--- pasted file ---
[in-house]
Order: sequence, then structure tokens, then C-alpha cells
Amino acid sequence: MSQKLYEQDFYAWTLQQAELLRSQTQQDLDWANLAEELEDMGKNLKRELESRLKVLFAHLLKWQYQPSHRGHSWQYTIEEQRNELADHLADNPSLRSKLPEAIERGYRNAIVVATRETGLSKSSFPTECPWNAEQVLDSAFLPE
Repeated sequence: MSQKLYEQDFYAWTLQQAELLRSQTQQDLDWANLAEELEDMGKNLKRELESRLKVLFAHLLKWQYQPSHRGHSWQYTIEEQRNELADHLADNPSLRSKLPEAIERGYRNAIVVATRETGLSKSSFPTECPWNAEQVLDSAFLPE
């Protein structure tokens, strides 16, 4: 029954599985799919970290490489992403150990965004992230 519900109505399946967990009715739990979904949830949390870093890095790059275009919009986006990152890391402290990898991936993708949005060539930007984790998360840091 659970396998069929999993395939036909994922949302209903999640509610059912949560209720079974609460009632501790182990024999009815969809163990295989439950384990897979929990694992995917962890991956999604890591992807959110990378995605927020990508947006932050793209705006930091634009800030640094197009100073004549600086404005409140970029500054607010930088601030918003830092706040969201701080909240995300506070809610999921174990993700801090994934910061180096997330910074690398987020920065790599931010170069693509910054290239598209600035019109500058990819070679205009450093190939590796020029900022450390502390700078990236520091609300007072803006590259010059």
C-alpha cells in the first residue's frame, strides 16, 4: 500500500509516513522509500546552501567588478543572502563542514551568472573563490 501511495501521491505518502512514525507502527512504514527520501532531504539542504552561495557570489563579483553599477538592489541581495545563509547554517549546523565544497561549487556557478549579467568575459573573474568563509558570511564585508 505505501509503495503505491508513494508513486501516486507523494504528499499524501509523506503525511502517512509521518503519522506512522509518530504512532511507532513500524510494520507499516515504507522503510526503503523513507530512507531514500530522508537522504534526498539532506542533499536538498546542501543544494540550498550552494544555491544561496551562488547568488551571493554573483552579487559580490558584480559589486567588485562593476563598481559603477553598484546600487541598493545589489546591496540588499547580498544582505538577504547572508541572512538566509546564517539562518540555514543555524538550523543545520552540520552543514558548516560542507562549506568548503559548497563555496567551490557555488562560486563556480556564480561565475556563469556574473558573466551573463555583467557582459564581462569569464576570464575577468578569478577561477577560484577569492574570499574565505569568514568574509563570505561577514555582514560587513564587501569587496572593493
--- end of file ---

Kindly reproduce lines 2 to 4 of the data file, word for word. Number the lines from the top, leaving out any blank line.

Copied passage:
Order: sequence, then structure tokens, then C-alpha cells
Amino acid sequence: MSQKLYEQDFYAWTLQQAELLRSQTQQDLDWANLAEELEDMGKNLKRELESRLKVLFAHLLKWQYQPSHRGHSWQYTIEEQRNELADHLADNPSLRSKLPEAIERGYRNAIVVATRETGLSKSSFPTECPWNAEQVLDSAFLPE
Repeated sequence: MSQKLYEQDFYAWTLQQAELLRSQTQQDLDWANLAEELEDMGKNLKRELESRLKVLFAHLLKWQYQPSHRGHSWQYTIEEQRNELADHLADNPSLRSKLPEAIERGYRNAIVVATRETGLSKSSFPTECPWNAEQVLDSAFLPE